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  • #977708
    SheInspires
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    I’ve got an opportunity to interview the NSW Small Business Commissioner, Yasmin King, as she is coming along to my small business event.

    So I’m working on my list of questions but I’d love your input. What would you like to ask Commissioner King?

    I also have the Small Business Minister, Katrina Hodgkinson, attending an upcoming seminar and want to do a story with her.

    Your ideas and feedback is really welcomed! Thank you!

    #1100362
    VixenBookkeeping
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    I would love to know which small businesses they talked to who said that they had found no value in Small Business September or why they axed the mentoring programs.

    I mentioned the latter on Twitter yesterday and got the following response from Katrina Hodgkinson (which wasn’t really a response):
    “successful tenders of new small biz connect will have free access to existing IP and can run courses they want”

    After speaking to one of the contractors that run the mentoring programs, it’s not worth it for them to tender under the new structure as only their direct wages will be reimbursed. Overheads such as travel, etc won’t be.

    #1100466
    VixenBookkeeping
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    I would love to know which small businesses they talked to who said that they had found no value in Small Business September or why they axed the mentoring programs.

    I mentioned the latter on Twitter yesterday and got the following response from Katrina Hodgkinson (which wasn’t really a response):
    “successful tenders of new small biz connect will have free access to existing IP and can run courses they want”

    After speaking to one of the contractors that run the mentoring programs, it’s not worth it for them to tender under the new structure as only their direct wages will be reimbursed. Overheads such as travel, etc won’t be.

    #1100364
    SheInspires
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    Yes, it perplexing about the feedback that they got. I know Mat Beeche and Jen Bishop both explored how that came through and the key issues raised.

    Jen Bishop (of Dynamic Business magazine) is on the 24th May discussion panel and Mat Beeche returns for a second discussion panel in September.

    From my discussions so far I think it’s more of a government approach that wants to see small business helping itself rather than government lead initiatives but I haven’t had a direct answer on that one, it’s just where it seems to be pointing.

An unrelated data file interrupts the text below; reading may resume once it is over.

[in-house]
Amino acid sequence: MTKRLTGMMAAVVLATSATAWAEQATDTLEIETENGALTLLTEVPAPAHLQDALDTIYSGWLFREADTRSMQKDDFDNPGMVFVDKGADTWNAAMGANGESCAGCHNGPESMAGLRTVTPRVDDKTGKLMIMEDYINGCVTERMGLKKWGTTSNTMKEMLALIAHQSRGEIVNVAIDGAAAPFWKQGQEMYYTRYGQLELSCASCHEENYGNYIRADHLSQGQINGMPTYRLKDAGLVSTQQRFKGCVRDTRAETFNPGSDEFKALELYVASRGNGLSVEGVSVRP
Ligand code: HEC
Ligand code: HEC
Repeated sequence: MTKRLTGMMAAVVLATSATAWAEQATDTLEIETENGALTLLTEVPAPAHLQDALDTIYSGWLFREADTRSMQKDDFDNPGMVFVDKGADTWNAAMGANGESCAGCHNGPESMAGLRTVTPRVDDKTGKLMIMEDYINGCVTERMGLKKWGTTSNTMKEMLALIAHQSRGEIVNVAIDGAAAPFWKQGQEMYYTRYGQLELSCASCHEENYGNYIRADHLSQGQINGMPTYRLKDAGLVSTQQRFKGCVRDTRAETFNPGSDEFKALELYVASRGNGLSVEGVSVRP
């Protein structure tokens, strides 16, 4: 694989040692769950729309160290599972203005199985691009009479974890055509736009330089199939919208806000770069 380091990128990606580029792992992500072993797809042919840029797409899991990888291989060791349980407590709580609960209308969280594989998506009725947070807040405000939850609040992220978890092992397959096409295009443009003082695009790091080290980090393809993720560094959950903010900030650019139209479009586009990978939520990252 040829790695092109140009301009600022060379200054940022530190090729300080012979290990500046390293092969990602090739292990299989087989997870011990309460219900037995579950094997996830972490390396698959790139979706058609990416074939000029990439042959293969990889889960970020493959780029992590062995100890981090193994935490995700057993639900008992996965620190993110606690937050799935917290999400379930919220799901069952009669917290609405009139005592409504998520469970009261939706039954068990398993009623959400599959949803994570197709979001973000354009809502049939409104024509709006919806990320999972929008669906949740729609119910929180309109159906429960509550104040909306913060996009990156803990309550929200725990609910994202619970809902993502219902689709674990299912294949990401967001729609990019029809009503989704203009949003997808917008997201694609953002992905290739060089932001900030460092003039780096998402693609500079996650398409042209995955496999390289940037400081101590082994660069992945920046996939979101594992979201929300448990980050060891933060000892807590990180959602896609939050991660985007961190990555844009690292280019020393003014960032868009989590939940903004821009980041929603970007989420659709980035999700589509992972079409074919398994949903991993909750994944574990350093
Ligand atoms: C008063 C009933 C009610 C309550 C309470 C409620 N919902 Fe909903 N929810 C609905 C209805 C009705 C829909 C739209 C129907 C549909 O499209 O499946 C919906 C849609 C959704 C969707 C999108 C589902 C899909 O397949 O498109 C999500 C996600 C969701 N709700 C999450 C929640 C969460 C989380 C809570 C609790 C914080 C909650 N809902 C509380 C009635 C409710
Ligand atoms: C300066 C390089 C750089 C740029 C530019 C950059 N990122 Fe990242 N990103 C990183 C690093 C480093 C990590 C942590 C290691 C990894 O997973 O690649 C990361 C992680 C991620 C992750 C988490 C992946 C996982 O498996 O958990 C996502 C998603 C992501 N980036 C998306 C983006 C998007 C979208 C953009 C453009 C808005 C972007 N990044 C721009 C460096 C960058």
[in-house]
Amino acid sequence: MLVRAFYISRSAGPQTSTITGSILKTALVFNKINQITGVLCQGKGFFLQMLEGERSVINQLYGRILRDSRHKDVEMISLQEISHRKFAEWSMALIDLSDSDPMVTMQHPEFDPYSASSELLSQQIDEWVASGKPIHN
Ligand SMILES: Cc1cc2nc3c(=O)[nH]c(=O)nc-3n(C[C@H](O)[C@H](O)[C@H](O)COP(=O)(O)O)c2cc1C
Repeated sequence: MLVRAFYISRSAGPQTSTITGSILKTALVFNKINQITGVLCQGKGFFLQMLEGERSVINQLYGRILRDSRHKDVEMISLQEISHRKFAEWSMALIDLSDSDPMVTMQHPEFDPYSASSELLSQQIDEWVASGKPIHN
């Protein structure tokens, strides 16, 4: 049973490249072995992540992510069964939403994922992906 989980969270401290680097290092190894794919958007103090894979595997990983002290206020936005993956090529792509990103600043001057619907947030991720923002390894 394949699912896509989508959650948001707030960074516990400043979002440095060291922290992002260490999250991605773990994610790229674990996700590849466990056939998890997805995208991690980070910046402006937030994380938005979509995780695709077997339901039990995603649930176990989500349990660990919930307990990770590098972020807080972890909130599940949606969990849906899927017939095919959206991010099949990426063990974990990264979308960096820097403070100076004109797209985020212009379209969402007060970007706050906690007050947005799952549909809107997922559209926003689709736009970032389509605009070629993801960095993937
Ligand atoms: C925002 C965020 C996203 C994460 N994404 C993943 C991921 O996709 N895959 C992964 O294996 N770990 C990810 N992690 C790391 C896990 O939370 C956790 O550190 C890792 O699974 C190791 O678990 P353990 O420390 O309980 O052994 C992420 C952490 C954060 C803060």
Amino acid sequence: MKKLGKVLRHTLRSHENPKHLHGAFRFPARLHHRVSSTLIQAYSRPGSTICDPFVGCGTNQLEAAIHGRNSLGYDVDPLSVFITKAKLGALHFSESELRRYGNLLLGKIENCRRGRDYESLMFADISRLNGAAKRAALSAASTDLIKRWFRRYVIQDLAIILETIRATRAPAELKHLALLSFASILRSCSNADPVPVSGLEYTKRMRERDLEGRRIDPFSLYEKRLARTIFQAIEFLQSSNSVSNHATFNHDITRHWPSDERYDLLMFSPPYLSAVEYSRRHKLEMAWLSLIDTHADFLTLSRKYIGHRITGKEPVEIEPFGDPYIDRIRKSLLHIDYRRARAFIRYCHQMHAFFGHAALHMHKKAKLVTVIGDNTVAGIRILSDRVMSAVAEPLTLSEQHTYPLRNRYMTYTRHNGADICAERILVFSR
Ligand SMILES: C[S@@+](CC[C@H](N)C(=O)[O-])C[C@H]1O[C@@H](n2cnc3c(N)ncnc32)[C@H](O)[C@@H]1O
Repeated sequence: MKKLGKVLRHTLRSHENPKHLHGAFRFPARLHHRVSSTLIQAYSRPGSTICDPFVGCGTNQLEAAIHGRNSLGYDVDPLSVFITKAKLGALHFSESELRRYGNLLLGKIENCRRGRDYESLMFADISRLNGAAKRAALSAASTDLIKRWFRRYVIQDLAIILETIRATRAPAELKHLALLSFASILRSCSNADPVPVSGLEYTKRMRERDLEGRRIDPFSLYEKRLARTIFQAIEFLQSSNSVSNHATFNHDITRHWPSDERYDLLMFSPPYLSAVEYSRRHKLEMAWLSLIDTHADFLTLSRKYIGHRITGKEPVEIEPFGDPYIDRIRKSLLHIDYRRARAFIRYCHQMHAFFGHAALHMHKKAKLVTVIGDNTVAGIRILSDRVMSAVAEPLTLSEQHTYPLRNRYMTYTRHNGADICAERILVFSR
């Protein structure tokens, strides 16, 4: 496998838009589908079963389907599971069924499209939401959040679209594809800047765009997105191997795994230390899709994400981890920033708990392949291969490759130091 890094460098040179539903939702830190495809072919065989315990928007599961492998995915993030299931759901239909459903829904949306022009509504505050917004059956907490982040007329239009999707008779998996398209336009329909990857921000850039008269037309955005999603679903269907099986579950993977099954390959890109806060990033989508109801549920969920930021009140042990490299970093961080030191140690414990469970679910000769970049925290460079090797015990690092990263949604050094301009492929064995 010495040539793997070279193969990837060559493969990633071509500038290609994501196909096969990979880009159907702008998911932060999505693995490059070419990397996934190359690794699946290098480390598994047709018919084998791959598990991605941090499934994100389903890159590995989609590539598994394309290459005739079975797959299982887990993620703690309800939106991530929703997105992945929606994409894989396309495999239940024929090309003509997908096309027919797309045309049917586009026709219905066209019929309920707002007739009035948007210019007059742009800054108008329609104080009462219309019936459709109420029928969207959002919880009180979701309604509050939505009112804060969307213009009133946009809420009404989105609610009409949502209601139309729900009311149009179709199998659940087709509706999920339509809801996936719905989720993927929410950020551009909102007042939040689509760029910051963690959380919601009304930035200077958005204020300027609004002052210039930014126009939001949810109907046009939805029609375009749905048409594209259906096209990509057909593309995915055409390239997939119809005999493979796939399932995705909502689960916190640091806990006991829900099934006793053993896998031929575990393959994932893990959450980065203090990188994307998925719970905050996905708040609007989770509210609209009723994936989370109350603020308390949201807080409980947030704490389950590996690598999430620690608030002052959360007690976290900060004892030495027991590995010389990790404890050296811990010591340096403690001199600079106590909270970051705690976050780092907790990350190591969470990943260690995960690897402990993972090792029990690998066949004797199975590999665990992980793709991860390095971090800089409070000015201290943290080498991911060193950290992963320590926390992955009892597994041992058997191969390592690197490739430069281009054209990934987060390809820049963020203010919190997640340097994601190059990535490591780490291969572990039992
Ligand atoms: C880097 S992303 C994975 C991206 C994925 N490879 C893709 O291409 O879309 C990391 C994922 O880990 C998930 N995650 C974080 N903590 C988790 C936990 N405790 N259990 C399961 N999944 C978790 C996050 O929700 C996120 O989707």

I know from the Commissioner’s office they are working on a strategy and there’s changes with the small business team.

    #1100468
    SheInspires
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    • Total posts: 247
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    Yes, it perplexing about the feedback that they got. I know Mat Beeche and Jen Bishop both explored how that came through and the key issues raised.

    Jen Bishop (of Dynamic Business magazine) is on the 24th May discussion panel and Mat Beeche returns for a second discussion panel in September.

    From my discussions so far I think it’s more of a government approach that wants to see small business helping itself rather than government lead initiatives but I haven’t had a direct answer on that one, it’s just where it seems to be pointing.

    I know from the Commissioner’s office they are working on a strategy and there’s changes with the small business team.

    #1100366
    Shaukat Adam Khalid
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    My dad taught me in my younger days never to depend on the government. Stand on your own two feet and collaborate with others who have the same or more to loose.

    I personally don’t understand why anyone would want to get assistance from the government especially when we know that a change can have a dramatic effect on the business (and our lives). Same goes with a job.

    It’s a bit like like giving a baby crutches when learning how to walk and then taking it away once they are dependent on it.

    mark my words, if your business depends on any form of government assistance, you have a thinking problem and it’s setting up for future heartache and likely failure.

    If you are in innovation, you don’t need the government either. Learn how to raise funds or partner up with someone who can raise funds from the private sector including crowd funding and angel investing.

    There are those who will sponsor you their resources (staff, equipment, space, etc).

    There is more money than ideas.Depending on the government is the path of least resistance but it’s also the path to most frustration.

    There is an ocean of business coaches and mentors. Most of them will barter their service for what you have to offer. I do it too from time to time.